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Oxymoron's

Description

We have all heard of various oxymoron's that are commonly used. Greg Laurie adds a new one to the list, "unforgiving Christian."

We have all heard of various oxymoron's that are commonly used. For instance . . .
  • Freezer burn
  • Jumbo shrimp
  • “Found missing”
  • Deafening silence
  • Genuine imitation

These are all self-contradicting terms. I have a new one to add to the list . . .

Unforgiving Christian

If you are a true Christian, then you must forgive others. Forgiven people must be forgiving people.

That’s because, as fatally flawed people, we are going to sin. We are going to hurt one another, whether it be intentional or unintentional.

Husbands will offend wives, and wives will offend husbands. Parents will hurt their children, and children will hurt their parents. Family members will offend one another.

Why should we forgive?

We might ask, “What if the person who has hurt does not deserve forgiveness?”

My response would be, did you deserve to be forgiven by God? The answer is no.

Therefore, since God has so graciously forgiven you, you should in turn forgive others. The Bible tells us, “Be kind to one another, tenderhearted, forgiving one another, even as God in Christ forgave you” (Ephesians 4:32).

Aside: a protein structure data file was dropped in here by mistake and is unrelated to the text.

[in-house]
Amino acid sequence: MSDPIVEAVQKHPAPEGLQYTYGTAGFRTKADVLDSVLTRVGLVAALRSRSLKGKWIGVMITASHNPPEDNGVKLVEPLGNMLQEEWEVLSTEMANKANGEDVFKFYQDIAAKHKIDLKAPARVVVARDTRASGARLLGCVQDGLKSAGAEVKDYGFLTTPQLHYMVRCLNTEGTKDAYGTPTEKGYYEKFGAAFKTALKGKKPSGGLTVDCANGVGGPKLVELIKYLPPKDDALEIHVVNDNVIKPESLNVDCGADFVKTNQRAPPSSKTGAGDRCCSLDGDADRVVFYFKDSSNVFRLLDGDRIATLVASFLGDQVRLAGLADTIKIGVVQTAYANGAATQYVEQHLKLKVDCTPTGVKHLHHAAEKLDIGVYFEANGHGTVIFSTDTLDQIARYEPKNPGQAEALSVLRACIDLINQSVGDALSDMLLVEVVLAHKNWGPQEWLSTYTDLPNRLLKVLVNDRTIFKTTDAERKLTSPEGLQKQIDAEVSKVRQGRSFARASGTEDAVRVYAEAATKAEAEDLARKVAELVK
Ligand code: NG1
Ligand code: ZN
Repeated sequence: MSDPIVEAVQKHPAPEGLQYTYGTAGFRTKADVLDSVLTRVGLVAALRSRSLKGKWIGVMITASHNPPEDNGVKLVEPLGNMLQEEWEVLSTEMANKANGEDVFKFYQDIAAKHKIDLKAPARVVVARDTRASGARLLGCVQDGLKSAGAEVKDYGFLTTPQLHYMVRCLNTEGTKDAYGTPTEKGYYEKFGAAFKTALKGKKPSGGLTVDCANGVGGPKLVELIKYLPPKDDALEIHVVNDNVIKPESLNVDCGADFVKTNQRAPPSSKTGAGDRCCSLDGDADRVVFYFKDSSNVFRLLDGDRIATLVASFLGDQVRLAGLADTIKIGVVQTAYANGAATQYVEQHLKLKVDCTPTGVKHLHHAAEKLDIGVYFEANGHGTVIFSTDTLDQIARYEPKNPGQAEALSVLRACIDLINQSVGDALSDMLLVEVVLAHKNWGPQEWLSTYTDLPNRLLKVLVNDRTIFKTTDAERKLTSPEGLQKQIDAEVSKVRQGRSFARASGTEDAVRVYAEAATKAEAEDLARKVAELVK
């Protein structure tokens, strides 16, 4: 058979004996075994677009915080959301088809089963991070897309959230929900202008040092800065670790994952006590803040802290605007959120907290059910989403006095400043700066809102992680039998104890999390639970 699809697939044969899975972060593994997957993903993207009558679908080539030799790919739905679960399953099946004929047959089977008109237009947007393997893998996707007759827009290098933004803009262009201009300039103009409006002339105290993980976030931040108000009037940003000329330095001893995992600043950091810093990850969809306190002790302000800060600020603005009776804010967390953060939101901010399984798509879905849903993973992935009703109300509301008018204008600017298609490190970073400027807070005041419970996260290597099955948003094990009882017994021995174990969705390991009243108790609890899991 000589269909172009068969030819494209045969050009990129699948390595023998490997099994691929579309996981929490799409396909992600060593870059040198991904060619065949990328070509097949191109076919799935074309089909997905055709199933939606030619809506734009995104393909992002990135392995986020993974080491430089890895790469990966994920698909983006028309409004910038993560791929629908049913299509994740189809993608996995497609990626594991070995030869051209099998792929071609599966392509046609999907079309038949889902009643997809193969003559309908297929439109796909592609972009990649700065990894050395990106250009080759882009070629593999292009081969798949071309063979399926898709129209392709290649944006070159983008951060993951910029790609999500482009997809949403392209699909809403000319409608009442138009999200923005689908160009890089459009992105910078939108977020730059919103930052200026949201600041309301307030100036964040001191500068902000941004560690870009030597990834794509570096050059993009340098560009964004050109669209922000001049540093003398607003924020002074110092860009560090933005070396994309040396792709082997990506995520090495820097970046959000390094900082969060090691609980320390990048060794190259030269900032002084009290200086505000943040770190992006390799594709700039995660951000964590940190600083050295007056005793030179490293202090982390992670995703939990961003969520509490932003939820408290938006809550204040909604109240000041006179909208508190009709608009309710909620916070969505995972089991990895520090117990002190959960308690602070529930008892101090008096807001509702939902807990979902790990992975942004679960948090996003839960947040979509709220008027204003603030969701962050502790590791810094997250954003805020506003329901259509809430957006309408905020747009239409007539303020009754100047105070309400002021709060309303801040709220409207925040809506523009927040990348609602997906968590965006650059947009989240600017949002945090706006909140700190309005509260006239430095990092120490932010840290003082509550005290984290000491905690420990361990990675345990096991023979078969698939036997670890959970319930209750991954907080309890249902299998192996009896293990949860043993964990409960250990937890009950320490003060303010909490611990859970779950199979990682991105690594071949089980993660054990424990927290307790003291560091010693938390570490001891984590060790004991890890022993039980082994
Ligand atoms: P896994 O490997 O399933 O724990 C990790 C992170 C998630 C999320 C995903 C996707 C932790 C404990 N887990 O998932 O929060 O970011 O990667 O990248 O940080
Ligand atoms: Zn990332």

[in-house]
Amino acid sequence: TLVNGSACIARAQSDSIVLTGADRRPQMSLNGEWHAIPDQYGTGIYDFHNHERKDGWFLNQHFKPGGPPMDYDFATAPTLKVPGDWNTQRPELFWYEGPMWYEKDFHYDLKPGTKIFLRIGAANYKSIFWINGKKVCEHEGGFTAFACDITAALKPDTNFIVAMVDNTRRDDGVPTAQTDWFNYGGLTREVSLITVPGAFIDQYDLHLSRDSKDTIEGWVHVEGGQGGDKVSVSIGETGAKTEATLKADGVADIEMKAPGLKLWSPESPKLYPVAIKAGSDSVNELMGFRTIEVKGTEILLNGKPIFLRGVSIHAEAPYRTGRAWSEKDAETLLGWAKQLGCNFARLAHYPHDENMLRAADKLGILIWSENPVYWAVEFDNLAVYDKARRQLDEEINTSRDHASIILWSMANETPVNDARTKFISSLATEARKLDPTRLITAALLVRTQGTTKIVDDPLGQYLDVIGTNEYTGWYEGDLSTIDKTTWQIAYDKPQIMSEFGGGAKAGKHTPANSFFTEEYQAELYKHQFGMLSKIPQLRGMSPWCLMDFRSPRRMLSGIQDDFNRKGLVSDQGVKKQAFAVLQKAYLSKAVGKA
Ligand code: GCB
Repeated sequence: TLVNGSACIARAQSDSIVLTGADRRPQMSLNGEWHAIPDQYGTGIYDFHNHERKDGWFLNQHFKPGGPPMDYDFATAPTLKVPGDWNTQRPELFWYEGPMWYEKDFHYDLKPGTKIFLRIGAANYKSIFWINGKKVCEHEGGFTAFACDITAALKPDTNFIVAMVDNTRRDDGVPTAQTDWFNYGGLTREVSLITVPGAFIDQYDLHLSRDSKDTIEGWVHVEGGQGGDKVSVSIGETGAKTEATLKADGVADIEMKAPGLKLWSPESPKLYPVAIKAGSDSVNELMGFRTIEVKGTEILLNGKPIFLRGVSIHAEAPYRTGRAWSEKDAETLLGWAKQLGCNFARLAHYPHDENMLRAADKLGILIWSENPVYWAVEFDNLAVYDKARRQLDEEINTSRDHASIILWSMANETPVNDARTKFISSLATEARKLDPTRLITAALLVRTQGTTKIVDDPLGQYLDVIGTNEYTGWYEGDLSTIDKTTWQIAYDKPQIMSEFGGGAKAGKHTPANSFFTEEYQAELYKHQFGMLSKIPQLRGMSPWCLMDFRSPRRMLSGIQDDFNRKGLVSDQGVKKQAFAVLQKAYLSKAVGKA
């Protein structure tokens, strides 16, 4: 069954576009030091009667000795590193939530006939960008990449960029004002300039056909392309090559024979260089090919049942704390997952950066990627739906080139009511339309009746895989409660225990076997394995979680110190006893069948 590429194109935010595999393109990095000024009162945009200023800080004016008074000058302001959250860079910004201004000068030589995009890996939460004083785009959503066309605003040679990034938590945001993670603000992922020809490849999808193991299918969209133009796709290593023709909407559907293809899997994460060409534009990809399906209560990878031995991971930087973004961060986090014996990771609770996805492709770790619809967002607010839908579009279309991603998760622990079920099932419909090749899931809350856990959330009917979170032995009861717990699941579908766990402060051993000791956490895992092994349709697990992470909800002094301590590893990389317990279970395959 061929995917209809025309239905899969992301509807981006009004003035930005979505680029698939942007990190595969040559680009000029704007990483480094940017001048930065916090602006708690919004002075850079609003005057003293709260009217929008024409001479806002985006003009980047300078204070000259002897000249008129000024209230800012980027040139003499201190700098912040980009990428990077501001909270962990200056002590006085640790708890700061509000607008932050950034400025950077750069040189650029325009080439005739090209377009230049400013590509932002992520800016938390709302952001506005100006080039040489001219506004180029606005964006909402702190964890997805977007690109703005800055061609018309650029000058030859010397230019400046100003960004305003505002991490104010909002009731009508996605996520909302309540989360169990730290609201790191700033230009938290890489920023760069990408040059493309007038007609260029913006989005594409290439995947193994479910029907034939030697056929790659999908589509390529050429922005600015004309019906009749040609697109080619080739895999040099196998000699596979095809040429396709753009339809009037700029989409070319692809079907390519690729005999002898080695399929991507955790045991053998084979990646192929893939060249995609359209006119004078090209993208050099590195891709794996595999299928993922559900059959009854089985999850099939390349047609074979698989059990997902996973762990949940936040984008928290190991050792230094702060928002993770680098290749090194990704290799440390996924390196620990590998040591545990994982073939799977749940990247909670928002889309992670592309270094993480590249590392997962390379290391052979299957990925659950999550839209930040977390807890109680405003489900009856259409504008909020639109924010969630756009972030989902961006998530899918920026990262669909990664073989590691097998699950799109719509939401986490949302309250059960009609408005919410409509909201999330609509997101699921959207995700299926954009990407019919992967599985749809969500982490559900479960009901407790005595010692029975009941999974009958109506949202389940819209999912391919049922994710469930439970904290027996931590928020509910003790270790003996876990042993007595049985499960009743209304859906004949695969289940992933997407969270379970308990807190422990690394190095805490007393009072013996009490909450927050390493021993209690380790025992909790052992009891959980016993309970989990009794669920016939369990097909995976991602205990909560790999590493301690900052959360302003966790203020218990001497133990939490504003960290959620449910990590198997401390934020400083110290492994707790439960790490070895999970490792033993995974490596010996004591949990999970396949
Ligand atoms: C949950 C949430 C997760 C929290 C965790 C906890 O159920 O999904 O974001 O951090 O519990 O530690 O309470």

A real-life example

You may have heard of Corrie Ten Boom. She tells her amazing story in the book, The Hiding Place.

During World War II, Corrie, along with her elderly father and sister Betsy, were sent to concentration camps by the Nazis for hiding Jewish people in their home. Corrie’s father rightly believed that the Jews were God’s chosen people and that, as a Christian family, they should do what they could to help them as the extermination of Jews began throughout Germany.

The Gestapo became aware of the Ten Boom family’s activities and told them to turn over the Jews they were hiding and stop offering sanctuary to them or else risk being sent to the concentration camps. The Ten Booms refused, and they were all arrested.

Corrie’s father and sister both died while incarcerated. But Corrie was released because of a “clerical error,” which was really God’s providence. She went on to live a long life traveling the world as a self-described “tramp for the Lord,” telling people that there was no pit so deep that God was not deeper still.

She also spoke on the topic of forgiveness, for she had to forgive the cruel men who took the lives of her father and sister.

Tomorrow, I will share with you an amazing story about the time when Corrie came face-to-face with one of her Nazi captors who extended his hand to her in friendship.

What would you do if you were in her shoes? What she did was an example of what we all ought to be–forgiving Christians.

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